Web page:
The composition of the vinylidene chloride copolymer latex which is employed as a topcoating material is not critical to the practice of this invention. Commercially available vinylidene chloride latexes having a vinylidene chloride content of at least 50% and preferably from about 75% to about 92% may be employed. The other ethylenically unsaturated comonomers may include alpha, beta ethylenically unsaturated acids such as acrylic and methacrylic acids; alkyl esters containing 1-18 carbon atoms of said acids such as methyl methacrylate, ethyl acrylate, butyl acrylate, etc; alpha, beta ethylenically unsaturated nitriles such as acrylonitrile, methacrylonitrile; monovinyl aromatic compounds such as styrene; and vinyl chloride.
The amount of vinylidene chloride coating applied to the substrate film may be varied over a wide range depending upon the specific properties desired in the final film product. Coating weights of from about 1 up to about 6 grams per 1000 square inches may be used. If a two-sided coated film is desired the treating/priming/topcoating process can be repeated, either in-line or out of line.
In the following Table 1 data are presented on the anchoring effectiveness of the primer coating. The following is a description of the tests employed, as reported in the Table, to demonstrate the effectiveness of the primer composition of the present invention in achieving a moisture resistant bond between the vinylidene chloride multipolymer layer and the polypropylene substrate.
The dry coating weight of the primer material was equivalent to about 0.10 grams per 1,000 square inches of film. To the surface of the primer was applied a heat seal layer from an aqueous latex comprising a terpolymer resulting from the polymerization of about 82% by weight of vinylidene chloride, about 14% by weight of ethyl acrylate and about 4% by weight of acrylic acid. The aqueous latex also contained finely divided carnauba wax in the amount of 8 parts per 100 parts of the vinylidene chloride terpolymer. In addition, finely divided talc was included in the latex in the amount of 0.5 parts per 100 parts of the vinylidene chloride terpolymer. The coating was dried to yield a coating weight of approximately 2.6 grams per 1,000 square inches of film. Drying temperatures are important to develop improved heat seal strengths. Temperatures of at least 200░ F. must be used, preferably 200░ to about 300░ F.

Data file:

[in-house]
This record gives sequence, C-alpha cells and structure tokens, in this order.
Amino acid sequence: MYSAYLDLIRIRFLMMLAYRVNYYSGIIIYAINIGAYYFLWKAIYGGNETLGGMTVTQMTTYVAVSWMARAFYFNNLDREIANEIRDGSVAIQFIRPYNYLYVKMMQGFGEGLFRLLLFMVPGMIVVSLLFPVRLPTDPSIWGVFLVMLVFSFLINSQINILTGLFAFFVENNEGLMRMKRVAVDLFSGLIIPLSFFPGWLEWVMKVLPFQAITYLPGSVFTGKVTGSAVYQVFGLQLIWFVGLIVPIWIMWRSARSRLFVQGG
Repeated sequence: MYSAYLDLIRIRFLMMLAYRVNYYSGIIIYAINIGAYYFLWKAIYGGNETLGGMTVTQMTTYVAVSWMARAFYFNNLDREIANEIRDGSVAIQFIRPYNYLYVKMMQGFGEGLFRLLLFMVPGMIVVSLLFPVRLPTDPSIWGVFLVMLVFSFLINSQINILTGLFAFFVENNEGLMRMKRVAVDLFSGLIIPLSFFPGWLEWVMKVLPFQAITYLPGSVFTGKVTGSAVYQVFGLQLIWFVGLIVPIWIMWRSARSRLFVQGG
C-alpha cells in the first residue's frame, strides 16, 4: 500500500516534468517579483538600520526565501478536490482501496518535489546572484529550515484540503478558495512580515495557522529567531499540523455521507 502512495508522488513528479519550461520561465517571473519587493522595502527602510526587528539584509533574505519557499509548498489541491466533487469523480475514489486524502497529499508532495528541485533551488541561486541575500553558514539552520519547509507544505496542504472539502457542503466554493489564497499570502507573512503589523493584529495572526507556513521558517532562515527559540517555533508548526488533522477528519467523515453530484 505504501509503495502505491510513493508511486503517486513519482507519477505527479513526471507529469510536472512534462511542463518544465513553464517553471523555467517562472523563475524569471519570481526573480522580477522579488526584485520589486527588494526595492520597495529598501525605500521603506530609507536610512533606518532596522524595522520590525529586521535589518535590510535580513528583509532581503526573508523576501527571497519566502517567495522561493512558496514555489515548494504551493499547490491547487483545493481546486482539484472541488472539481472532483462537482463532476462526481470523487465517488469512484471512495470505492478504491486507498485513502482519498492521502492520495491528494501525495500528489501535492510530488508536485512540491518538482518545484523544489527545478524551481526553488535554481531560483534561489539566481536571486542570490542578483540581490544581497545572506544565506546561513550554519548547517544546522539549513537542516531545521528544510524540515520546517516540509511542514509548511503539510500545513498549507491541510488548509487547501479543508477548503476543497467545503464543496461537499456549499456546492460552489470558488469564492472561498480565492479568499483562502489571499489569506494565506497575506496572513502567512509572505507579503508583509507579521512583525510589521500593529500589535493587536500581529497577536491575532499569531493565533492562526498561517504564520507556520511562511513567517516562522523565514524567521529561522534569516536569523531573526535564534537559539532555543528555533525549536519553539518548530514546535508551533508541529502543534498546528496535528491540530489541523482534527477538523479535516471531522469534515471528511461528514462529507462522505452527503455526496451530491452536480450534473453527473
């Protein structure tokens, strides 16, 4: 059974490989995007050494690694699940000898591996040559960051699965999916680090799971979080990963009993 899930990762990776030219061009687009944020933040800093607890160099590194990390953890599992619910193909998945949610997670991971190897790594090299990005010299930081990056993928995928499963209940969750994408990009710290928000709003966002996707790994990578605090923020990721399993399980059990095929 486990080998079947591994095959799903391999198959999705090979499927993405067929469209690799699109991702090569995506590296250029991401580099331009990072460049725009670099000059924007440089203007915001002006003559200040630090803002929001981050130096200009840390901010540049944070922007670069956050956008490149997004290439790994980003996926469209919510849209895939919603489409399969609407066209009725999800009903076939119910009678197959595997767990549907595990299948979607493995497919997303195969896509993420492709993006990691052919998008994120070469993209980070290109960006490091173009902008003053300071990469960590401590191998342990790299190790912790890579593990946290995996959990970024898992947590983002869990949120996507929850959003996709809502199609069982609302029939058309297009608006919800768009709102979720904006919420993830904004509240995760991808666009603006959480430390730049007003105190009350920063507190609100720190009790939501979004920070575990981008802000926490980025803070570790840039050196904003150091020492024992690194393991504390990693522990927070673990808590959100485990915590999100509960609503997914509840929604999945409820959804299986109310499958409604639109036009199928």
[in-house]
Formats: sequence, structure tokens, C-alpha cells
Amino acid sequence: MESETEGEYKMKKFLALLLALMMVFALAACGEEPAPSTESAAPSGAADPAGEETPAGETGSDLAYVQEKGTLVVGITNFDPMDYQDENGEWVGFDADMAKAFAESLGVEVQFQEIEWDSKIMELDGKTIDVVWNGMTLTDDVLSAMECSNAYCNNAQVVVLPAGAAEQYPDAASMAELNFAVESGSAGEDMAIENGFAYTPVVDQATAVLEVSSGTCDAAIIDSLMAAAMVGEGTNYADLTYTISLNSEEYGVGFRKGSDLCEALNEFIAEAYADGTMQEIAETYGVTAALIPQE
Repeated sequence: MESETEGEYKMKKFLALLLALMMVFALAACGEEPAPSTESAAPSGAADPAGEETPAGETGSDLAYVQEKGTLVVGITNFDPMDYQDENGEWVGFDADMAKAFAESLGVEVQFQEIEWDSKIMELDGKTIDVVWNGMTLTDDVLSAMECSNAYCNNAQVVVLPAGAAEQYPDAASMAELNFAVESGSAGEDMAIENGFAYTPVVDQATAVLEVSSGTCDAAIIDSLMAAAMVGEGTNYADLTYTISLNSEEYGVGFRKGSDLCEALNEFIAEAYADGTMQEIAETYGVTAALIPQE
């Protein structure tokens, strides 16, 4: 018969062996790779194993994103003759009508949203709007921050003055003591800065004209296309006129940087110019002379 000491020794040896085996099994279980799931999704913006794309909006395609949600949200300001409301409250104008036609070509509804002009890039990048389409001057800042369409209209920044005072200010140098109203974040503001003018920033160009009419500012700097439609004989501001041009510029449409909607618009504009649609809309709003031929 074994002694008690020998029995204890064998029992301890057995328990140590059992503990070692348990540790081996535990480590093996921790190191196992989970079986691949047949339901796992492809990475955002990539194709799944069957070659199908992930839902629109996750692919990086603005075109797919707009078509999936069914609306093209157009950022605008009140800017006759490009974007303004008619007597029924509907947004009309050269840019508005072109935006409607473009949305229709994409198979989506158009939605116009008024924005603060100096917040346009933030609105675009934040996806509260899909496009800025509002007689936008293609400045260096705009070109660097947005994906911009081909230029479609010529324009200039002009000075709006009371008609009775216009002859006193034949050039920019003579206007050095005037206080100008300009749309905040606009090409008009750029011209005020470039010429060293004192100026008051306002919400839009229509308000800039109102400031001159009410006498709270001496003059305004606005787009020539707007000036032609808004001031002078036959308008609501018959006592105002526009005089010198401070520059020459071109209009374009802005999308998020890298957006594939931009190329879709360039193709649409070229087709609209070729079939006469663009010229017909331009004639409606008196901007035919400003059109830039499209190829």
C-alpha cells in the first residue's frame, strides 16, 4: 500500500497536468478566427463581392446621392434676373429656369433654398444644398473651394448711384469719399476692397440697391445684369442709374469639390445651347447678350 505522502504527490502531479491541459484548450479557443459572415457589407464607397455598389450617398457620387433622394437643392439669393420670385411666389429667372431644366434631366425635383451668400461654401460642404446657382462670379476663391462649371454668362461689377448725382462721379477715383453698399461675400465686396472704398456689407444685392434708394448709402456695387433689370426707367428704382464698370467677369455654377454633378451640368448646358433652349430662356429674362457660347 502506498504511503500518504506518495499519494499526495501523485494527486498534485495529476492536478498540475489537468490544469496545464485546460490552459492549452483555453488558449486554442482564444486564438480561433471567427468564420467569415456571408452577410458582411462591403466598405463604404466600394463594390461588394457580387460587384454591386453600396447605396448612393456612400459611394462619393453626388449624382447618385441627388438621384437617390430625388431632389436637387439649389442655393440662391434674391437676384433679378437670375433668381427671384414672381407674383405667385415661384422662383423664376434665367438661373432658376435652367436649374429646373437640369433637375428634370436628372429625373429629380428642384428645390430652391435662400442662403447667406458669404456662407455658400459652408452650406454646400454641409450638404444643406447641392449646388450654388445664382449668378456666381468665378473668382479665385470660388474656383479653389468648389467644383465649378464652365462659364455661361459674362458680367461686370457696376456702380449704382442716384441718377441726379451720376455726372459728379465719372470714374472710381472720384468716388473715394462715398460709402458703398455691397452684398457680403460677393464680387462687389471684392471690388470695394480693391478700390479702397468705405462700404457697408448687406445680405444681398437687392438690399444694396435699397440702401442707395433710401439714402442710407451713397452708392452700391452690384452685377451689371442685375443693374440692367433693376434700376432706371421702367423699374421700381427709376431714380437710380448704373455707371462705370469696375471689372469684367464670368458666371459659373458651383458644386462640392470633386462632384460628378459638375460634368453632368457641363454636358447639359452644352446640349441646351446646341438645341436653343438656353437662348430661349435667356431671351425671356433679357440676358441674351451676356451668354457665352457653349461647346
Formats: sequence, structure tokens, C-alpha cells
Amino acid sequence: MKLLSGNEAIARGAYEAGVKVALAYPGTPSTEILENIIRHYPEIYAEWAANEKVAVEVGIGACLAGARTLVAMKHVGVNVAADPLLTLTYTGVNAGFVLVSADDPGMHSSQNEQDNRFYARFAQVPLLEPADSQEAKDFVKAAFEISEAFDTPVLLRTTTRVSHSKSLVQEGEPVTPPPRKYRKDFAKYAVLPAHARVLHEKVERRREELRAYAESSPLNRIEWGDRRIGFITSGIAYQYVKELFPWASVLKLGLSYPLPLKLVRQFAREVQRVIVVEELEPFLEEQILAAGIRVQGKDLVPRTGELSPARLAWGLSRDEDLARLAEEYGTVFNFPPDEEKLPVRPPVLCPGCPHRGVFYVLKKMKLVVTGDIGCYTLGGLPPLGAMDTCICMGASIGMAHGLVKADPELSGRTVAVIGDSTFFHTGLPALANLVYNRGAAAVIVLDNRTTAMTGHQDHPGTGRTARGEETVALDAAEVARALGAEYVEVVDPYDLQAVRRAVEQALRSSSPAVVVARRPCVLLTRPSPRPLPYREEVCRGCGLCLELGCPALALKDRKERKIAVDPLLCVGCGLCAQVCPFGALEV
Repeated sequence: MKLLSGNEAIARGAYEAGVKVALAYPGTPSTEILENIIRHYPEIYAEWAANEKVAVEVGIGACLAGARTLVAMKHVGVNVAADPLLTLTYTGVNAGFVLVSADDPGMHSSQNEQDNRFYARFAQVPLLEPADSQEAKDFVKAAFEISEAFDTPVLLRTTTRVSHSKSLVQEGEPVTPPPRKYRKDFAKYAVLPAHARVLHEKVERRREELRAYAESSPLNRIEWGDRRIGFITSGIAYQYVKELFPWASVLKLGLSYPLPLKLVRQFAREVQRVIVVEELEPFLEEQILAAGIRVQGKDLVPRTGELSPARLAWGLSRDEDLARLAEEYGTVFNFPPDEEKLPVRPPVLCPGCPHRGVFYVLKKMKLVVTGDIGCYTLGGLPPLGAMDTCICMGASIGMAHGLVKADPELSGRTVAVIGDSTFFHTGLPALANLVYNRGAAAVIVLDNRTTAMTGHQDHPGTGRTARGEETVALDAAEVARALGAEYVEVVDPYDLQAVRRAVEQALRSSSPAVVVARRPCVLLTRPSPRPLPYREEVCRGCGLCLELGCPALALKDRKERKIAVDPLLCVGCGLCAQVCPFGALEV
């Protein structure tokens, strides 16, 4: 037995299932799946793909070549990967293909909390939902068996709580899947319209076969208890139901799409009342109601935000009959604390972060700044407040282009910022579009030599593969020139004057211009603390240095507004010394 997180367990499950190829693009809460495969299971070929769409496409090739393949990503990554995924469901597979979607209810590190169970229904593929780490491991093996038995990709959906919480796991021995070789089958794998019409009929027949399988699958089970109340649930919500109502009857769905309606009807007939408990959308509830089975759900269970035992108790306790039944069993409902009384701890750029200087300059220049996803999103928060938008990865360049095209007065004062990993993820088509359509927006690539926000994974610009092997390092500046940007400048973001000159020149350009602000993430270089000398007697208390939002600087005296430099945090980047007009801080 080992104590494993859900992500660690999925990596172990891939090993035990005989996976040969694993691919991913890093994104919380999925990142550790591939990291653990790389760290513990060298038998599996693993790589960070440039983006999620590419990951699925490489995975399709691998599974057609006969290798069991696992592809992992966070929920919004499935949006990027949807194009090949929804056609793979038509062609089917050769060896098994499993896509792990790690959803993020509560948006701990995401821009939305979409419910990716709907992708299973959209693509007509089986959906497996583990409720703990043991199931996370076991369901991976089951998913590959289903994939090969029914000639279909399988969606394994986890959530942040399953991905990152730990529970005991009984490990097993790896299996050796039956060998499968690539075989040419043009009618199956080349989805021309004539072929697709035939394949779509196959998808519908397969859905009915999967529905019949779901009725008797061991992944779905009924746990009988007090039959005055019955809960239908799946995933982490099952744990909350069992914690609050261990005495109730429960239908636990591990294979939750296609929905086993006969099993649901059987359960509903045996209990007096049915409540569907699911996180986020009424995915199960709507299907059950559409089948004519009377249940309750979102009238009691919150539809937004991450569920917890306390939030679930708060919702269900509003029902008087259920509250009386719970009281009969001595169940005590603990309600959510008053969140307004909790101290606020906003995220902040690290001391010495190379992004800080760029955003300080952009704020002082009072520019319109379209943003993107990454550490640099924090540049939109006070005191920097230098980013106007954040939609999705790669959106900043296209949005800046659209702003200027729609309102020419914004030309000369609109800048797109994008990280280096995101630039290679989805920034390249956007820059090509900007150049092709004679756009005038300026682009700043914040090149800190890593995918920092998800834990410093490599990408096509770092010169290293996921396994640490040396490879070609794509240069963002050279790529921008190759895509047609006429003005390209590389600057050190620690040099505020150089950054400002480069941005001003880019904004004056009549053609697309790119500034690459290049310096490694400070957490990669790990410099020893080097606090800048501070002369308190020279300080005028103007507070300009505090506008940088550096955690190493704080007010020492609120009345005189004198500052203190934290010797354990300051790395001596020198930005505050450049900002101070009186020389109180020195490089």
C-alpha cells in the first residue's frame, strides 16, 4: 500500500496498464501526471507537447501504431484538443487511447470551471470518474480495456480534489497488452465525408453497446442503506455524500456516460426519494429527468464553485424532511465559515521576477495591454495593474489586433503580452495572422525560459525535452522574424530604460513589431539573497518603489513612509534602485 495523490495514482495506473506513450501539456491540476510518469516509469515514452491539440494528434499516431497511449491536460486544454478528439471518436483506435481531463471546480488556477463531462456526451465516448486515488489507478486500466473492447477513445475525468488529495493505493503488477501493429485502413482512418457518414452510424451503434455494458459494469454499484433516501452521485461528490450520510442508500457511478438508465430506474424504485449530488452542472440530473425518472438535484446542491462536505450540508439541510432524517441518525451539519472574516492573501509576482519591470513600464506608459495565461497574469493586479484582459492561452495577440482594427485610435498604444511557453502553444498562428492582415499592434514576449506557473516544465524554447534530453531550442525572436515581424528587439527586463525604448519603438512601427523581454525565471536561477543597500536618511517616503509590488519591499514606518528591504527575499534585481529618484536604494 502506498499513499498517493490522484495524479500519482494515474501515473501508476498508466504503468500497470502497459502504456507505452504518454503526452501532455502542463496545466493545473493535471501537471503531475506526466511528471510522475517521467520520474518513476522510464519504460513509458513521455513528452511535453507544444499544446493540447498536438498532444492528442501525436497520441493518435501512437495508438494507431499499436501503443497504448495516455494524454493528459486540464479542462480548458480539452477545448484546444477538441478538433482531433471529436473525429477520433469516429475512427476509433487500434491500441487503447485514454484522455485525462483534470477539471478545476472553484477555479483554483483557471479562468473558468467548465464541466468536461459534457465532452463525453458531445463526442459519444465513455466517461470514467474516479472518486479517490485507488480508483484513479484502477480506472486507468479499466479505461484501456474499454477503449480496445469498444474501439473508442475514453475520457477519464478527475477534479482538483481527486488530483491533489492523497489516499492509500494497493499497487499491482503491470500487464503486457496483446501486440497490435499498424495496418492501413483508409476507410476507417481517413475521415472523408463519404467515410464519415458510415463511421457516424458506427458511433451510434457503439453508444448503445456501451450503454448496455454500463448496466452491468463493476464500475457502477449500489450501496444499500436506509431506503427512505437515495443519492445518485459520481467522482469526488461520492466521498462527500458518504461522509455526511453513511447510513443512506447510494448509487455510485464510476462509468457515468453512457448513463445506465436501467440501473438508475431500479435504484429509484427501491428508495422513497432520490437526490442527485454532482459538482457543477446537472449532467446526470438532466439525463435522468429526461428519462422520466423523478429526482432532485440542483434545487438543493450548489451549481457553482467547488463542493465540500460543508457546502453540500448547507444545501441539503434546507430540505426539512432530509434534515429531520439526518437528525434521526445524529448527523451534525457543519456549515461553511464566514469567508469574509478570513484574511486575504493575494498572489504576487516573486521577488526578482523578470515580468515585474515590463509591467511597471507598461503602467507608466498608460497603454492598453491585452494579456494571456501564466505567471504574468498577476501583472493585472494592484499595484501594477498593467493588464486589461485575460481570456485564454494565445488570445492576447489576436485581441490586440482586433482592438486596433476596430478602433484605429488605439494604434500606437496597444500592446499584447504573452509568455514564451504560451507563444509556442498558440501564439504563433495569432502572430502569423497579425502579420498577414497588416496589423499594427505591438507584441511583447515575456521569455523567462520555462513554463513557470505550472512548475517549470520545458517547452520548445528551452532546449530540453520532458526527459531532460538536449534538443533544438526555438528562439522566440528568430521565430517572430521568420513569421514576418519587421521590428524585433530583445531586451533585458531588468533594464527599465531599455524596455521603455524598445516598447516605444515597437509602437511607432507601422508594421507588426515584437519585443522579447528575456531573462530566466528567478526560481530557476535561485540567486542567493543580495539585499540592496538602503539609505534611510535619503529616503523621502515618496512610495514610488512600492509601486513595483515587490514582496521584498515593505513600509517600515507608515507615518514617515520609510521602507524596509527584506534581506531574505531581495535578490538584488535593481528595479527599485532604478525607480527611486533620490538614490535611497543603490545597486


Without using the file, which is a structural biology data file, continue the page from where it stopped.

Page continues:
Example 1 was repeated except that the primer composition and heat seal composition were deposited onto the ethylene propylene copolymer surface of a coextruded biaxially oriented composite film of the same polypropylene as in Example 1 and an ethylene propylene random copolymer. The ethylene propylene copolymer contained approximately 3.5% by weight of ethylene and a melt flow of about 7.
The combined thickness of the coextruded film was approximately one mil with the ethylene propylene copolymer amount to approximately 6 percent of the total thickness.
ESM seals and crimp seals were formed in the multiply structures of Examples 1 and 2 and the comparative strength of these seals are shown in Table 1.
For this example a base material was prepared by melt blending into homopolymer polypropylene approximately 6% by weight of the ethylene propylene random copolymer utilized in forming the coextruded base film of Example 2. Thus, the base film in this example, contained approximately 94% by weight of homopolymer polypropylene and 6% by weight of the ethylene propylene random copolymer. The primer of Example 1 was applied directly to the surface of this base film and the vinylidene chloride terpolymer of Example 1 was applied to the primer. ESM seals and crimp seals were formed in the manner described above by placing the terpolymer surfaces of strips of this structure in face-to-face relationship. Table I below compares the strength of these seals (Example 3) with the same type of seal in Example 1 and Example 2.
TABLE I______________________________________ESM Seals 5 psi; 2 Sec. Dwell (g/in.) TEMPERATURE 230░ F. 250░ F. 270░ F.______________________________________Example 1 295 310 355Example 2 440 515 560Example 3 270 260 275______________________________________
It is seen that the strength of the seal of Example 2, at all seal temperatures, is considerably greater than the seals of Example 1 and Example 3 at the corresponding temperatures.
Although the present invention has been described with preferred embodiments, it is to be understood that modifications and variations may be resorted to without departing from the spirit and scope of this invention. Such variations and modifications are considered to be within the purview and scope of the appended claims.